Monday, April 05, 2010

Children and the First Easter

My pastor/husband Nate loves to pull off impromptu dramas involving children, in order to get a message across. However, this time it was 7 AM on Easter morning, at our church's outdoor Sunrise Service. It was neither the place or the time of day you would expect to see some children performing in a drama – but that was exactly what was unfolding. The costumes were transforming children into characters at the scene on that very first Easter morning. The limited amount of children awake and in attendance - half of them ours, and half belonging to friends who had been forewarned - meant that the young cast only consisted of one soldier, two angels, three women and a disciple.

Our youngest, Josiah, was playing the part of the soldier...the first on the scene and given the boring task of guarding the tomb of a dead man. Wearing soldier’s attire – complete with a Roman plumed helmet – his dad asked how he felt about being given such a seemingly unimportant task.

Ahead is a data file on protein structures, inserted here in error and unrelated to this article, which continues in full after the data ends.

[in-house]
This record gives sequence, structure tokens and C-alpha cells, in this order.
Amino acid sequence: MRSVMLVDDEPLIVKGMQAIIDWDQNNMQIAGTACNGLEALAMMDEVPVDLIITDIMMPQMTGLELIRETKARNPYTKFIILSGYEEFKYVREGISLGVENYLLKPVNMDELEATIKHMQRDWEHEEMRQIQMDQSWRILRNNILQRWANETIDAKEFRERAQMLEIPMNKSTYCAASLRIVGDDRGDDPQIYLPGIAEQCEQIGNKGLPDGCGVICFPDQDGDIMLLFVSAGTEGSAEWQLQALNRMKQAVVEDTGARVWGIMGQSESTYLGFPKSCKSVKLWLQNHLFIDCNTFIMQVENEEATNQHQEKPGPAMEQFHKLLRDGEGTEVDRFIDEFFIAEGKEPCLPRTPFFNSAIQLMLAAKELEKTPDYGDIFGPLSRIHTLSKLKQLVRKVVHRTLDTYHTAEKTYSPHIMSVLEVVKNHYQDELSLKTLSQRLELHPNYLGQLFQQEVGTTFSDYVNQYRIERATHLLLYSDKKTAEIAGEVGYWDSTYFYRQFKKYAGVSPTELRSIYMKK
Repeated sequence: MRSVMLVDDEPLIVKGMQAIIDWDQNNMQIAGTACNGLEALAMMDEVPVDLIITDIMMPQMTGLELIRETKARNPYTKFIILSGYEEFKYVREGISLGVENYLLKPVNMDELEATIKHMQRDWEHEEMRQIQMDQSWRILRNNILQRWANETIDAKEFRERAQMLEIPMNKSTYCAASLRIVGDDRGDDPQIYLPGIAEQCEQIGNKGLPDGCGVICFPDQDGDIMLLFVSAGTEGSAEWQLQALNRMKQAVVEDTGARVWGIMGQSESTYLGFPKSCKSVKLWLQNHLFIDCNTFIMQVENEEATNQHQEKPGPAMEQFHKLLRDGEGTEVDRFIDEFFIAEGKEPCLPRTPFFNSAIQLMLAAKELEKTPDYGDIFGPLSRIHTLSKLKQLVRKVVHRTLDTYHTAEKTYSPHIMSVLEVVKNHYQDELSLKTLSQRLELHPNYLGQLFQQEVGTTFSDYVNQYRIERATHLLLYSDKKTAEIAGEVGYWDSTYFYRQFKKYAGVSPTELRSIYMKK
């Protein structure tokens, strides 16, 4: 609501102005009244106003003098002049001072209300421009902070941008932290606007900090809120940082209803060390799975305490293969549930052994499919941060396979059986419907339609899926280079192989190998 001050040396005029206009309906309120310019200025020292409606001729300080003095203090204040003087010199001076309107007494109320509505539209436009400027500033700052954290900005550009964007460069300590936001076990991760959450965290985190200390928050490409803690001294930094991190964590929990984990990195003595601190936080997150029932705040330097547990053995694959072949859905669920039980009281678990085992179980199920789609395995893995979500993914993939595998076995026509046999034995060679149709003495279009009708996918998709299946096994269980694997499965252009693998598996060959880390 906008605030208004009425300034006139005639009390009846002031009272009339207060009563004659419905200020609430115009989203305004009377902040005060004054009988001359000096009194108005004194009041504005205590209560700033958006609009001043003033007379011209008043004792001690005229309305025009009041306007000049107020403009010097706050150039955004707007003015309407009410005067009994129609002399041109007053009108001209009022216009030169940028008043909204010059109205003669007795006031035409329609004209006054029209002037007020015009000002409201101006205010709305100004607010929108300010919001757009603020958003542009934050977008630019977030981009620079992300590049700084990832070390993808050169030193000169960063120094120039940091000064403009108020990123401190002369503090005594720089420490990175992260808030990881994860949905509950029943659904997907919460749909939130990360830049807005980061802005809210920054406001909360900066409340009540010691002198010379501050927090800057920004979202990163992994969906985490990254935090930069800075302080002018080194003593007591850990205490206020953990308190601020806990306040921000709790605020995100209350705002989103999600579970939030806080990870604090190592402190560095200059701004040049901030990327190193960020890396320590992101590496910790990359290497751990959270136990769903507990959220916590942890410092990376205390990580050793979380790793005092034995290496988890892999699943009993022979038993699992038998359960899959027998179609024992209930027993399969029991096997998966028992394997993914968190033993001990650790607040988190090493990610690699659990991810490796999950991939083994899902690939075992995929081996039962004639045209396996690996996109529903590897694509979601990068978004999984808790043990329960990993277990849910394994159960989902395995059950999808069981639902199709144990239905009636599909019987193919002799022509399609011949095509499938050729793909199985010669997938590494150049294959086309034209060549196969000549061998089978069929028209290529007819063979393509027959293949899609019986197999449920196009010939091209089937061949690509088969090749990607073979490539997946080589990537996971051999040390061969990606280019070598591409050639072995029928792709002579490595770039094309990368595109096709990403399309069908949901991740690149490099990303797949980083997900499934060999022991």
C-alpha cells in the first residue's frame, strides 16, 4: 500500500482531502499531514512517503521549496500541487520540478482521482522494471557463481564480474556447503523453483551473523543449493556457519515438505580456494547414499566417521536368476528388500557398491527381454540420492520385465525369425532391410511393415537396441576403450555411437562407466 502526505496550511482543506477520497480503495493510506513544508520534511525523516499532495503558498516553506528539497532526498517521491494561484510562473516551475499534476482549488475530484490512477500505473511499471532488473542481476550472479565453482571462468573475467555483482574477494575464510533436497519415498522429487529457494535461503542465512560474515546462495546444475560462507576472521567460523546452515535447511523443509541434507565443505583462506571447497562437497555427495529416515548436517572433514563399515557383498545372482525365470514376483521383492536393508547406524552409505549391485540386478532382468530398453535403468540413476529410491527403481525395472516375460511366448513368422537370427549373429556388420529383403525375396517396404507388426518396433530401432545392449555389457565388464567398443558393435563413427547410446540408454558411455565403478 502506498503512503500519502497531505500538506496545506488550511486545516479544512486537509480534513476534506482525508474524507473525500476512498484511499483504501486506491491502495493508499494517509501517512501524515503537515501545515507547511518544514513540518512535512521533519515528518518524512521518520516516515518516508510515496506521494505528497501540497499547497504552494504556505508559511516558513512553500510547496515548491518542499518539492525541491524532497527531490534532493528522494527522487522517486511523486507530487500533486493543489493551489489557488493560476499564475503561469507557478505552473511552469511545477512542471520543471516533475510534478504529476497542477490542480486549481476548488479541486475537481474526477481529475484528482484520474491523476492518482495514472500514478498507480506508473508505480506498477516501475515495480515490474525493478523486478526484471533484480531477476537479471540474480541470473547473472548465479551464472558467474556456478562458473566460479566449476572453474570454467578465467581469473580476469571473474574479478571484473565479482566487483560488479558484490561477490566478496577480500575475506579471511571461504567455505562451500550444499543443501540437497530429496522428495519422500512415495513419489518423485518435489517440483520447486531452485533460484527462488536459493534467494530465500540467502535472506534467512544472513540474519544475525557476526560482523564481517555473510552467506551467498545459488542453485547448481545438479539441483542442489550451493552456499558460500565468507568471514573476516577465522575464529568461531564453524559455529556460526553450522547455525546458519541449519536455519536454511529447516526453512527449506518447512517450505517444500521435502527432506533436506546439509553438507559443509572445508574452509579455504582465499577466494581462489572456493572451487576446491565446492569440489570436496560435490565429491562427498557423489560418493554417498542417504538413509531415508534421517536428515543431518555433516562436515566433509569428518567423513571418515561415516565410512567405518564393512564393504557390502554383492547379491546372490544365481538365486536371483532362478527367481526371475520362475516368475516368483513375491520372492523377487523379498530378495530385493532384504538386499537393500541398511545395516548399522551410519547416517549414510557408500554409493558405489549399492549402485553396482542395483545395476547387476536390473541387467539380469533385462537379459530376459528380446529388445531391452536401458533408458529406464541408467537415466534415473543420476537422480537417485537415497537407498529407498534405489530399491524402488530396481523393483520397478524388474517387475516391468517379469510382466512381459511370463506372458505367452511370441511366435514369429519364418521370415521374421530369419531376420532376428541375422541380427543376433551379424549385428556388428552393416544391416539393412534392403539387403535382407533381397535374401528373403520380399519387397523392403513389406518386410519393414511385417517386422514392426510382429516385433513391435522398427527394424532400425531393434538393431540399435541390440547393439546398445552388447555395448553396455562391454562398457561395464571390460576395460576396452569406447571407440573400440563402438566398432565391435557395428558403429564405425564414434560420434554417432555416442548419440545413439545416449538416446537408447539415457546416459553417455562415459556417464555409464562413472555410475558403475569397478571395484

“Well….I have a paint brush on my head,” was Josiah's unexpected reply. What more could we expect at 7 AM?

As the “women” (Rebekah, Jessie & Ashely A.) slowly approached the tomb from the far corners, Nate swooped the two young angelic beings (Matthew & Andrew A.) onto the tomb scene. Nate told paint-brush boy to fall down as if dead – which Josiah did without reservation. Then, as the women drew near, the angels were instructed to say, “Why do you look for the living among the dead?” After two or three promptings, the very shy little boys finally whispered their line, but without enthusiasm.

Thus, Nate's next prompting to the angels was stated like this, “Say, ‘He is risen’ loudly!”

Lacking the advantage of years of grammatical schooling, the five-year-old angel exclaimed, “He is raisen!” (Mind you, this "raisen" is not to be confused with a dried grape.)

The eight-year-old angel, very wise for his age, did exactly as he was told and said it word for word, “He is risen LOUDLY!”

Although the re-enactment may have varied quite a bit from the real occurrences of that first Easter morning, it was a beautiful reminder. Too often as we grow older, we become complacent and disinterested with the retelling of familiar stories – even such life-changing stories as the Resurrection. However, through the faith, enthusiasm and actions of a child, it can re-gain the freshness and excitement that it deserves.

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